This is exactly what the Zerg do. Through the coordination of the overmind they quickly assimilate other races into their own to make themselves more effective. This is exactly what we can do, but not for global conquest, rather the advancement of our society as a whole. By altering ourselves genetically we can not only keep up with our technology and machines, but be on the leading edge of it. That said, I think it is important to think of our society as a whole, not as individuals. This isn’t about humans vs. robots – we are all in this together.

To be or not to be…

That is the question. The question “could we be?” is up in the air and research will tell us in time, however I think it would be very naive to not consider this an eventual outcome of our current line of research. With technology increasing at ever faster speeds, it may be possible that we start to see these changes within the century. However the important ethical issues remains – should we be? I am sure a lot of people will immediately take to their gut reaction and say no, we should not go down this path. But why? Is this just part of the natural rejection of scary new technologies? Or are there fundamental reasons why we should not?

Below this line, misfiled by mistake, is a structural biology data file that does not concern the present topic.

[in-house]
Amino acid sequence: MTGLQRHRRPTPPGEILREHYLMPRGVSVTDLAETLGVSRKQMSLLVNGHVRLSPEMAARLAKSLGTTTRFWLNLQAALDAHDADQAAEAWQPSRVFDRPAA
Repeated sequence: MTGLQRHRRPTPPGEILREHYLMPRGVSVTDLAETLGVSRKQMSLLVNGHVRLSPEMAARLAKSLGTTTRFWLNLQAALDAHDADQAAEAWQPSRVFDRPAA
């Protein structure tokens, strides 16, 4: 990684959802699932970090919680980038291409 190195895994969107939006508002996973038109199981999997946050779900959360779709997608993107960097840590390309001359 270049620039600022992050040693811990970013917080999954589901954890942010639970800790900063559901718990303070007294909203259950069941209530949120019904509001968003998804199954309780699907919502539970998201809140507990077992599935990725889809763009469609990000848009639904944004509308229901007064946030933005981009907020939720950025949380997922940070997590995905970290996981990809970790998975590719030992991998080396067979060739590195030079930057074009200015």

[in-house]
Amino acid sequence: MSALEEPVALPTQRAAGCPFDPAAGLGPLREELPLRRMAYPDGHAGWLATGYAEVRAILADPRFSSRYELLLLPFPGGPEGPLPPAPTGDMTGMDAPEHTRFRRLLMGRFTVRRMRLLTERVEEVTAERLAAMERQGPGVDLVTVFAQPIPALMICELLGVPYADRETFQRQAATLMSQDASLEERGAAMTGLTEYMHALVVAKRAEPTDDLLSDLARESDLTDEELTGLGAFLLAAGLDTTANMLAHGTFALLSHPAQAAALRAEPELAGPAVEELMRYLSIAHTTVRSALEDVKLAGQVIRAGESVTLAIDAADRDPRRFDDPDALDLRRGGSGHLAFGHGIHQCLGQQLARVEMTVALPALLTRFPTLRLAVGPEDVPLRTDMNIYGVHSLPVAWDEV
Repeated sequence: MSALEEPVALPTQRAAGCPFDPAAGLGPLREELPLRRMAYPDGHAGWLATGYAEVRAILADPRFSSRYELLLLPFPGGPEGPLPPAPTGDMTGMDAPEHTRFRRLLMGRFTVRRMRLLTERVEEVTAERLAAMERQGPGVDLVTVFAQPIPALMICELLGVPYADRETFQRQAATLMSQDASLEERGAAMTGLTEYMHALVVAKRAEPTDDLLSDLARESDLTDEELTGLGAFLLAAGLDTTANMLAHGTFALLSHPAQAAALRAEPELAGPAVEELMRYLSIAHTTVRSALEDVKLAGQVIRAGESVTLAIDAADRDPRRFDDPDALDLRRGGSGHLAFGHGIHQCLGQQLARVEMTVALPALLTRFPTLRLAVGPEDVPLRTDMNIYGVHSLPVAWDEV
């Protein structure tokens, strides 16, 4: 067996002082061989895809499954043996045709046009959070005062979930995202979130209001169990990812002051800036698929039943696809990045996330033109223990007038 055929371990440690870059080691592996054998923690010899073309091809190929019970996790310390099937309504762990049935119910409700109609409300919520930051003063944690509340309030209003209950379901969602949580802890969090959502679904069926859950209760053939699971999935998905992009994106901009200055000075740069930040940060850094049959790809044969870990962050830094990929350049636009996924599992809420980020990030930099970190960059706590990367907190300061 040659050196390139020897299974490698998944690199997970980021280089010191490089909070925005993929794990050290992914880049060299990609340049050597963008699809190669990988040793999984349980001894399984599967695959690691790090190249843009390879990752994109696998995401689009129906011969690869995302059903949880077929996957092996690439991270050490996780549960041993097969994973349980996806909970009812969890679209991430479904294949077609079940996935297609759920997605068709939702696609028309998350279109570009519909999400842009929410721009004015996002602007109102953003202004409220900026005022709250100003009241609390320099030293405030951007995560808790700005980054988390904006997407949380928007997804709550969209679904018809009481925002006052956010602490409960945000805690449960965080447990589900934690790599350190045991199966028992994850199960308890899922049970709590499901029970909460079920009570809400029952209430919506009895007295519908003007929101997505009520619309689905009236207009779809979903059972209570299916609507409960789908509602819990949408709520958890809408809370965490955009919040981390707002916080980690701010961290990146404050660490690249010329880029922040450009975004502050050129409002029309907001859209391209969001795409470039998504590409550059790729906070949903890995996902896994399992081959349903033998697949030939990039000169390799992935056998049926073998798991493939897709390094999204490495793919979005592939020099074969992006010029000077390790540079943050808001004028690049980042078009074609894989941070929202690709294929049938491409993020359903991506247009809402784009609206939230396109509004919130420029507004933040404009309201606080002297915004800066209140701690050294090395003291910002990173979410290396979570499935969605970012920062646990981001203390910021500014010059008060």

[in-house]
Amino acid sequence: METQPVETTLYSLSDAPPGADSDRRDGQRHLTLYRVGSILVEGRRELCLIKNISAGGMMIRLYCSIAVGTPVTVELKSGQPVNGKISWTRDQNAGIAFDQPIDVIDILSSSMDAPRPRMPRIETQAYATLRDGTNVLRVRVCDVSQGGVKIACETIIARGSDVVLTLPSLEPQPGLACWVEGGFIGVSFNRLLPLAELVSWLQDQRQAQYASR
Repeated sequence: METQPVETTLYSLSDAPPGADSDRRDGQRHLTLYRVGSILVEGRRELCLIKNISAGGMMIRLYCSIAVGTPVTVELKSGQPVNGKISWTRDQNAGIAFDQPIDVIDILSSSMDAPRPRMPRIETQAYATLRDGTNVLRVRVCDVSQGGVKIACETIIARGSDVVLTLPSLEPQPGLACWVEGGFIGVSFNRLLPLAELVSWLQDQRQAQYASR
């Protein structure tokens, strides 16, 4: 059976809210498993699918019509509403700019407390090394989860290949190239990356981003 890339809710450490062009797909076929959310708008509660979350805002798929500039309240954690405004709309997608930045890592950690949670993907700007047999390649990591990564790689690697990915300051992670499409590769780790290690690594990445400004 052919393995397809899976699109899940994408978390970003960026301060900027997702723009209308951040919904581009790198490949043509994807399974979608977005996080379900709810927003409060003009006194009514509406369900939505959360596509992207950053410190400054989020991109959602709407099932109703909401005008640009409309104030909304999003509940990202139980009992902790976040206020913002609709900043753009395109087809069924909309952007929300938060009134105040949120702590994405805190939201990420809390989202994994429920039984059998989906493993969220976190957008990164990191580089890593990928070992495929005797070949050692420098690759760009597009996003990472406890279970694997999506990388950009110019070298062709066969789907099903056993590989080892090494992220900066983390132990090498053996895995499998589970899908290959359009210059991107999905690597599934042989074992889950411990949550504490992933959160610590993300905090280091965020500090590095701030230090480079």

Some reasons we should not are very conditional on specific aspects of our technology. For example pain. If we cannot create biological structures immune to pain then we run the risk of causing inhumane pain to those structures.

I’d like to come back to this topic later and go into specifics on individual possible infrastructure and transhumanist projects I think may be possible and what benefits they could yield, but for now this is a good intro to the topic. So what do you think, should we move towards a society which advances itself biologically like the Zerg?

Note: For now I am ignoring some of the other aspects of the Zerg such as the hive-mind aspects. That is a conversation for another day.

Zerg

(This image comes from: http://www.wallpaperez.info/games/StarCraft-2-zerg-wallpapers-619.html )


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~ by Myles O'Neill on February 8, 2009.